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Judge warns parents over school truancy

A District Judge has warned parents that he has the power to impose heavy fines on them if their children are long-term absentees from school without a legitimate and verifiable reason.

Barney McElholm issued the warning at the Magistrates Court in Londonderry after he dealt with 18 cases of sustained school absenteeism.

The maximum fine that can be imposed in the Magistrates Court is £1,000 for each child who is missing school.

In one case, a primary schoolgirl had an attendance record of only 25%, and in another case a solicitor told the court that bullying was an issue in relation to a child staying off school.

Another solicitor told Mr McElholm that the mother of two schoolchildren he represented suffered from agoraphobia.

A senior welfare education officer said that long-term school absenteeism was “a worrying problem which has affected some families for several years”.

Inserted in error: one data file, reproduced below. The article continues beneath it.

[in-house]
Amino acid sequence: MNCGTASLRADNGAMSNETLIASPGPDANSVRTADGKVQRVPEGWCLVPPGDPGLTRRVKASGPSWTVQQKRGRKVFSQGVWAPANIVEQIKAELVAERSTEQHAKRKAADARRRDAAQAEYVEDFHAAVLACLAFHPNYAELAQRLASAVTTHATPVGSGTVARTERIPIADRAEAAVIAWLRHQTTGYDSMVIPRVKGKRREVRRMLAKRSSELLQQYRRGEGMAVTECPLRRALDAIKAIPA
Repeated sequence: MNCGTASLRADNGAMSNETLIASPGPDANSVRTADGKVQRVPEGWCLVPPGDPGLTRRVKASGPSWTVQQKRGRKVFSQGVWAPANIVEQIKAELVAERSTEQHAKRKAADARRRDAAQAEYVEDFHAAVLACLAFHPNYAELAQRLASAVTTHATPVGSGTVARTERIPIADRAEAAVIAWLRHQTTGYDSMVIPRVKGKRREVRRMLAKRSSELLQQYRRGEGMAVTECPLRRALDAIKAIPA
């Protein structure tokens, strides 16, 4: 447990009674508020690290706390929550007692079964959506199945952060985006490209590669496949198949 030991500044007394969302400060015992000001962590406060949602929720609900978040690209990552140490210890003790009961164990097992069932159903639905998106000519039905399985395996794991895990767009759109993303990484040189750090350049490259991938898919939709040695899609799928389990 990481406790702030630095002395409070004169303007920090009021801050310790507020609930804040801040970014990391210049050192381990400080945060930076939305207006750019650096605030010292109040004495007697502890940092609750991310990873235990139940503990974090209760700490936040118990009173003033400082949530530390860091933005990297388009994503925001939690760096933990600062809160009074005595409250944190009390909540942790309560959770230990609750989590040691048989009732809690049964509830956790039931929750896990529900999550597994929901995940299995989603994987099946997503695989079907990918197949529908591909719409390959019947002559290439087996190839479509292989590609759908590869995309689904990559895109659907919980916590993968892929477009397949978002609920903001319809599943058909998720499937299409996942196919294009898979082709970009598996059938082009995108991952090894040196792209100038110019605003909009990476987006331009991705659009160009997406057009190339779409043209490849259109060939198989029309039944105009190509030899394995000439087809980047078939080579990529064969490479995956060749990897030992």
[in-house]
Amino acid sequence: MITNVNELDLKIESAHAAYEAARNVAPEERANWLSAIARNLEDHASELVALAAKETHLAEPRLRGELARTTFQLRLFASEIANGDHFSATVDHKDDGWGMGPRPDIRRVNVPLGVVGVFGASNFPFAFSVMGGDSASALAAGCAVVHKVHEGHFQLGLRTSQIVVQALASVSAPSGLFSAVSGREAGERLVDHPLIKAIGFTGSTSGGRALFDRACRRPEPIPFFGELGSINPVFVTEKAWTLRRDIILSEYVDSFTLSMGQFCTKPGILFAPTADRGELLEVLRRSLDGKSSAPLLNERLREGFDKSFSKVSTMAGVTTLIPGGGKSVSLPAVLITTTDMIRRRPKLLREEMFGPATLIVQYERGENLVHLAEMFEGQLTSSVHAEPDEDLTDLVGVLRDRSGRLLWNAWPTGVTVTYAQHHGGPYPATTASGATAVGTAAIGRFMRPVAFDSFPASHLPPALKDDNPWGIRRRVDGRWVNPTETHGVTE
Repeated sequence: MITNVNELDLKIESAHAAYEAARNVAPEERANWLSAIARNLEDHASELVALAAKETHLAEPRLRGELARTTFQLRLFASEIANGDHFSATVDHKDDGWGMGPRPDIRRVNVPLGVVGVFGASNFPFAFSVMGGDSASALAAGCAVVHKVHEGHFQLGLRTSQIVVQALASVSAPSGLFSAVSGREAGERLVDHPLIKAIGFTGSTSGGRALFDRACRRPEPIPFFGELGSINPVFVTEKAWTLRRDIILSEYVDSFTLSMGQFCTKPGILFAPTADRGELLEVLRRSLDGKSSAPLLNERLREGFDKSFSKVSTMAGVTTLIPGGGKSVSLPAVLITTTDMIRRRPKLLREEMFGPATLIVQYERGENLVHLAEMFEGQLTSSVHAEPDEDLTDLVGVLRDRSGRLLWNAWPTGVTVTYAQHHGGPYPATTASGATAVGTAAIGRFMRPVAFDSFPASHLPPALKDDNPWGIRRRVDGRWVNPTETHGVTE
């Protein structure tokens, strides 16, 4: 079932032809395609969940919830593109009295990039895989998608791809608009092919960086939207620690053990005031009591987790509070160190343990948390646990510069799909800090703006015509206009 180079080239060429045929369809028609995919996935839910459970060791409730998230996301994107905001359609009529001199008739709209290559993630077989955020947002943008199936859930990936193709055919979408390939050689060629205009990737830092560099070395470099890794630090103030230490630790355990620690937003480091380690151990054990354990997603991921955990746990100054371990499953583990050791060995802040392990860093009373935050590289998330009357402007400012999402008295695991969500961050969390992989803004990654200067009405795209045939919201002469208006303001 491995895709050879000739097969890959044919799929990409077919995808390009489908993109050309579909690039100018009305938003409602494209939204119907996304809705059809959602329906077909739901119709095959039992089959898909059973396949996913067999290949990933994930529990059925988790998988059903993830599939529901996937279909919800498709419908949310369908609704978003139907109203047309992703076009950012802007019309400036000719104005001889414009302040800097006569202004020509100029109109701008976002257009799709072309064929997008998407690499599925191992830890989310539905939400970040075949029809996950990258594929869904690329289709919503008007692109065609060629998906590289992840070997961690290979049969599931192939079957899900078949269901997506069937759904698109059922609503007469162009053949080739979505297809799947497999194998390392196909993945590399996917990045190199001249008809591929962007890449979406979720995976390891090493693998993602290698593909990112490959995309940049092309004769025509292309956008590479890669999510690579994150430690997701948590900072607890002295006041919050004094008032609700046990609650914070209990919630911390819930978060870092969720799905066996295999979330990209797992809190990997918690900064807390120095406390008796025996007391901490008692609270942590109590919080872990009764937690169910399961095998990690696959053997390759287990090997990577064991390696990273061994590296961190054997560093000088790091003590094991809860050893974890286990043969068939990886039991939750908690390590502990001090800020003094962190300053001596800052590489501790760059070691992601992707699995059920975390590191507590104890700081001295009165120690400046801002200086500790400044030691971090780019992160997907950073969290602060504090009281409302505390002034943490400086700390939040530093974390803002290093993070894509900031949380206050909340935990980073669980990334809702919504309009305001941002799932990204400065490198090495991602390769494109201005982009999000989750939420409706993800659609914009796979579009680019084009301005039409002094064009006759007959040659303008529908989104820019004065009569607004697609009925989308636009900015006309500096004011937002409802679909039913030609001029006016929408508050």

Adjourning the cases for one month in order to monitor any improved attendances, Mr McElholm said he was also concerned that “some of the cases probably involved young children looking after their parents and I would like my concerns in that regard conveyed to social services.”

The court cases are initiated by the Education Welfare Service in the various education and library boards. They can apply to the courts to issue fines to parents of children who are not attending school regularly.

The service is usually only called in when a child’s attendance drops below 85% or is a cause for concern.

The education department says parent-only prosecutions are used as a last resort where parents fail to engage with the service and continue to ignore their child’s educational and welfare needs.

While the maximum fine is unusual, it has been applied on some occasions.

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